Firefighters work to extinguish a flare-up on Monday, May 5, 2014, in Guthrie, Okla. (AP Photo/Nick Oxford)
While firefighters near Guthrie, Oklahoma, worked to further contain a fire that's been burning since the weekend, a new fire sprang to life 130 miles to the west near Woodward Tuesday.
As of Tuesday evening, the fire stretched into both Woodward and Harper counties. At least one home was destroyed and 25 more evacuated, according to KFOR.
The Woodward County emergency manager told the TV station the fire was four to six miles large and crews had requested backup. Two people had to be hospitalized for injuries, according to Enid News.
"Fire weather conditions in the Southern Plains may be the worst so far this week on Wednesday," said weather.com senior meteorologist Jon Erdman. "Southwest winds gusting to 50 mph, more searing heat, and extremely low humidity pose the threat of spreading fire quickly in parts of western Kansas, western Oklahoma, the Texas Panhandle, eastern New Mexico and southeast Colorado."
Meanwhile, in Guthrie, crews said the fire there was 90 percent contained, but increasing winds made firefighting conditions more difficult as the day progressed.
Also, investigators revealed the 3,000 acre fire was not started by a controlled burn, as initially reported. The team continued to look into the cause of the fire, and they have not yet ruled out arson as a possibility.
The deadly wildfire began burning out of control on Sunday afternoon, torching parts of Guthrie and chasing more than 1,000 people from their houses. Wind gusts above 30 mph helped to fan the flames, and dry conditions in a state plagued by drought provided plenty of fuel.
Early Tuesday morning, Guthrie Fire Chief Eric Harlow said the blaze is 90 percent contained, having burned 3,000 to 3,500 acres of land so far. At least 30 structures were destroyed by the fire, and 104 firefighters were treated for heat-related illnesses. Authorities said the man who died in the fire Sunday night had refused to leave his mobile home.
A firefighter was struck in the chest when ammunition went off inside a structure, although it's not clear what hit him, said Stan May, a spokesman for the Oklahoma Incident Management Team. The firefighter was treated at a hospital and released, May said.
Officials also are assessing damage from some smaller wildfires in the state, including one in Pawnee County that claimed 1,500 acres and was threatening about 25 homes.
Gov. Mary Fallin declared a state of emergency Monday for counties throughout Oklahoma and a burn ban for 36 counties mostly in western and south-central Oklahoma. Logan County, where the large wildfire started, is included in the ban.
"One thing I know about Oklahomans is we're strong. We're resilient," Fallin said after visiting with emergency management officials earlier in the day.
A pair of water-lifting helicopters was dispatched to the scene and Fallin said she had asked the federal government to arrange for a large air tanker to be sent in from Arizona.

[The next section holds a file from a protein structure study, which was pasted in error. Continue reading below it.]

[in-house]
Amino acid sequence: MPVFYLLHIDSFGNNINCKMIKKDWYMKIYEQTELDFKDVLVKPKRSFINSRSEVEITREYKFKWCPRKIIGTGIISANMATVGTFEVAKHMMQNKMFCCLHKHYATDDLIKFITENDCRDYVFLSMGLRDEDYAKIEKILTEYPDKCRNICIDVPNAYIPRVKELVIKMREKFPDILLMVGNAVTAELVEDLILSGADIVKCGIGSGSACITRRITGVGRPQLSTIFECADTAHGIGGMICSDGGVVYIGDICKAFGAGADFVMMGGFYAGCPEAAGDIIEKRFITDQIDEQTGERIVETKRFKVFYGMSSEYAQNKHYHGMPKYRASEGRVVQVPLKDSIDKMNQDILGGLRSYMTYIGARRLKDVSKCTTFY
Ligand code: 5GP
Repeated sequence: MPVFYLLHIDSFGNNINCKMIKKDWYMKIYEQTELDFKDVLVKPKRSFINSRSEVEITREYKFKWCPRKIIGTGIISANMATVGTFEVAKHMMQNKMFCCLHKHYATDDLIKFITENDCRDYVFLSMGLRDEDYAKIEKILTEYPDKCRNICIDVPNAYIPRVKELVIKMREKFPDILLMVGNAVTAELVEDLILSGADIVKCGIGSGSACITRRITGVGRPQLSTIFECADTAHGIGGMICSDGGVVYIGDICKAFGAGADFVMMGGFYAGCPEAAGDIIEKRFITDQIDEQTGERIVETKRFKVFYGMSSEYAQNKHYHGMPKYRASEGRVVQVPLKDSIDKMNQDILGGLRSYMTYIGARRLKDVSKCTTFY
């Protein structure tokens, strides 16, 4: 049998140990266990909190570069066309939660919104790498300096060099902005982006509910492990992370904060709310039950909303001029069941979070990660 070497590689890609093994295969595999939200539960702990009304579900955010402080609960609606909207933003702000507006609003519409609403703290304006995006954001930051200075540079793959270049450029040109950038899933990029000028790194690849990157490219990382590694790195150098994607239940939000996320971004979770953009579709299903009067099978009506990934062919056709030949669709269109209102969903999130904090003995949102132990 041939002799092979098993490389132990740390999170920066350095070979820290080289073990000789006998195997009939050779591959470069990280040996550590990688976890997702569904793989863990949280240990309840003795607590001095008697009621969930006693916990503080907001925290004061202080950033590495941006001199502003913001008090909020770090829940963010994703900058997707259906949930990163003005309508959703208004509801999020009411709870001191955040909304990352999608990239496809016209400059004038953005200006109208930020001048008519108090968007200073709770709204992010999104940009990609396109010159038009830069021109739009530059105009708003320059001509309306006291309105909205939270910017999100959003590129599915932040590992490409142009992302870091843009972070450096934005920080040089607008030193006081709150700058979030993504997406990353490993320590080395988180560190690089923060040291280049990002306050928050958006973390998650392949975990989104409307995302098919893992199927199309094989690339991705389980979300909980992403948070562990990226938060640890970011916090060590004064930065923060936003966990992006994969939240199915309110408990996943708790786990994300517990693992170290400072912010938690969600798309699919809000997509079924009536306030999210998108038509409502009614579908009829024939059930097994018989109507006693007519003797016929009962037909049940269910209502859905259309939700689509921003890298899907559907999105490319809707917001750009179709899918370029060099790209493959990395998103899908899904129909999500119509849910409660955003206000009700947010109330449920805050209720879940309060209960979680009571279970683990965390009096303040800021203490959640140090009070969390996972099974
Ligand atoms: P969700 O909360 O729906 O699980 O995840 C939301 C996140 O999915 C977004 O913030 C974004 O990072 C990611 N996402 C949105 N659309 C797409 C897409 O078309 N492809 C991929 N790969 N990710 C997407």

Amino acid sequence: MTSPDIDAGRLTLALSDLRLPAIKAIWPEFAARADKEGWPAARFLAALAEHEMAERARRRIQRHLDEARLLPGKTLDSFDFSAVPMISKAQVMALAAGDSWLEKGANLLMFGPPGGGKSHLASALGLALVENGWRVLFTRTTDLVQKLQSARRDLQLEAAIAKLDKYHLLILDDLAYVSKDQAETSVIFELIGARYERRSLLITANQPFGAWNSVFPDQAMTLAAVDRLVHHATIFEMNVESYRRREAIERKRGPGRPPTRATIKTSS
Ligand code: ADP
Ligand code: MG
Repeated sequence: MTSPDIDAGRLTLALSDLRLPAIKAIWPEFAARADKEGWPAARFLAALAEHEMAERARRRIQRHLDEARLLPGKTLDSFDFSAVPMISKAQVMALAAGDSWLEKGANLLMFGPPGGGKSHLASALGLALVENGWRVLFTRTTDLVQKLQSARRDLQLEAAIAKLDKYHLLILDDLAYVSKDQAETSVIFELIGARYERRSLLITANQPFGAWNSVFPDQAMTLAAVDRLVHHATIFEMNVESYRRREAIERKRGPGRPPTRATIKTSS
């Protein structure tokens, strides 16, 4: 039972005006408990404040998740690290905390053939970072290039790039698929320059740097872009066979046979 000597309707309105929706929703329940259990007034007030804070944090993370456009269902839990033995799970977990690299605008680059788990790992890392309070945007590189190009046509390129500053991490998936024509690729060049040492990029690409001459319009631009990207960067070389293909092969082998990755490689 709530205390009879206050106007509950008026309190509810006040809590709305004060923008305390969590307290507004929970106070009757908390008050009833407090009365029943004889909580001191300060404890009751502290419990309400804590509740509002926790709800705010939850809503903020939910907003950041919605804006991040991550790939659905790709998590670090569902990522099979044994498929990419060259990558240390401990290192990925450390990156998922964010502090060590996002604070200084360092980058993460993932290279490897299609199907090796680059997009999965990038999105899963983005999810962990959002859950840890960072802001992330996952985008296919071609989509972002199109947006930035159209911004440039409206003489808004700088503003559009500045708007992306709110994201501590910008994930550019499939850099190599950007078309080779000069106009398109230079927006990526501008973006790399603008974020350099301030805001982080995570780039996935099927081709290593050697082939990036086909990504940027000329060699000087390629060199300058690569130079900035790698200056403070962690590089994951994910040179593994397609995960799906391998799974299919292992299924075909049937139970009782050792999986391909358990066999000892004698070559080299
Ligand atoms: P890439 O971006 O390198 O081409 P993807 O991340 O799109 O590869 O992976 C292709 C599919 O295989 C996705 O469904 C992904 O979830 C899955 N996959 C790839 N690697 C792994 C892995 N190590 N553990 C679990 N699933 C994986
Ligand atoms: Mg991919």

Rachel Hudson, 32, lost her home in the blaze. And around the time the fire arrived, her daughter Mariah was in a car accident. The teenager will need surgery.
"That was all going on at the same time our house was burning down," Hudson said by telephone as she sought shelter provided by the local American Red Cross. The home where she lived with her daughter, her ex-husband and her mother was not insured.
"I'm scared. I don't know what I'm going to do," she said, starting to cry. "We lost everything."
Three of Mariah's friends from school spent Monday picking through the rubble and salvaged some dishes, antiques, tools and knickknacks.
"We're just trying to help out as much as we can," Shelby Cremeens said.
Although Logan County did not have a burn ban in place Sunday when the blaze broke out, Oklahoma Forestry Services spokeswoman Hannah Anderson said conditions were ripe for a fire with a recent drought, high temperature readings and strong winds.
The same conditions were present Monday.
"We're just trying to put that thing out," Anderson said. "Weather always has an impact on fire behavior. With temperatures high and humidity so low, anything can spark a wildfire. We want the public to be vigilant: It's hot, it's dry and it's windy."
Karen Dilley and her sister Lorine Biggs surveyed damage to their parents' smoldering 160 acres Monday. Their 58-year-old house had been spared but firefighters were worried it might still be in danger.
"I hope my mom doesn't have to start over. She's too old for that," Dilley said.
Tony Ergang, 47, said he stayed as long as he could at the family's mobile home Sunday night before going to a hotel. He returned Monday to wait for insurance adjusters after the back of his home burned and the inside sustained smoke damage.
A home down the street from his was charred. Ergang said it was clear he was just fortunate.
"It's one of those things," he said. "It's like a tornado that tears through a house, leaving a napkin folded on the dining room table."
At the top of the page is a slideshow of images provided by the Edmond Sun and other photographers covering the wildfires.
Information from the Associated Press was used in this report